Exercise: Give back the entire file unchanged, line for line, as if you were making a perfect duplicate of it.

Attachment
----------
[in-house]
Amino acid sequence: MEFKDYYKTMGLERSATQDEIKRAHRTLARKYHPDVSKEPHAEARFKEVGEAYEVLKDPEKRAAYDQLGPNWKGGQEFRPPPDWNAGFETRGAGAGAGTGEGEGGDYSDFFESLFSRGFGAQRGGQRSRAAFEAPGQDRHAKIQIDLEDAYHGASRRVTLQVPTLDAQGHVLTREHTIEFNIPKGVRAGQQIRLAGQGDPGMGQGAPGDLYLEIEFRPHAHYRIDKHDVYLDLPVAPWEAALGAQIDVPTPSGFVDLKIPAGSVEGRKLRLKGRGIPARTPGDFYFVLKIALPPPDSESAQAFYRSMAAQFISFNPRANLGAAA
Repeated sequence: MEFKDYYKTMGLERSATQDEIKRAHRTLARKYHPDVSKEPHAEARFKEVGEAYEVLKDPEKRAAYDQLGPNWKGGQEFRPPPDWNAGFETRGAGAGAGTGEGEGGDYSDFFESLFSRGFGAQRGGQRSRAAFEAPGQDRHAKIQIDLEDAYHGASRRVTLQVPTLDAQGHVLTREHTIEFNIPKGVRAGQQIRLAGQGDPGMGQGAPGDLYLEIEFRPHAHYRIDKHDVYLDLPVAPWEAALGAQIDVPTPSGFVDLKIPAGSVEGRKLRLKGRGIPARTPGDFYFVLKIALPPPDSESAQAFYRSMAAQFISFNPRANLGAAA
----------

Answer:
[in-house]
Amino acid sequence: MEFKDYYKTMGLERSATQDEIKRAHRTLARKYHPDVSKEPHAEARFKEVGEAYEVLKDPEKRAAYDQLGPNWKGGQEFRPPPDWNAGFETRGAGAGAGTGEGEGGDYSDFFESLFSRGFGAQRGGQRSRAAFEAPGQDRHAKIQIDLEDAYHGASRRVTLQVPTLDAQGHVLTREHTIEFNIPKGVRAGQQIRLAGQGDPGMGQGAPGDLYLEIEFRPHAHYRIDKHDVYLDLPVAPWEAALGAQIDVPTPSGFVDLKIPAGSVEGRKLRLKGRGIPARTPGDFYFVLKIALPPPDSESAQAFYRSMAAQFISFNPRANLGAAA
Repeated sequence: MEFKDYYKTMGLERSATQDEIKRAHRTLARKYHPDVSKEPHAEARFKEVGEAYEVLKDPEKRAAYDQLGPNWKGGQEFRPPPDWNAGFETRGAGAGAGTGEGEGGDYSDFFESLFSRGFGAQRGGQRSRAAFEAPGQDRHAKIQIDLEDAYHGASRRVTLQVPTLDAQGHVLTREHTIEFNIPKGVRAGQQIRLAGQGDPGMGQGAPGDLYLEIEFRPHAHYRIDKHDVYLDLPVAPWEAALGAQIDVPTPSGFVDLKIPAGSVEGRKLRLKGRGIPARTPGDFYFVLKIALPPPDSESAQAFYRSMAAQFISFNPRANLGAAA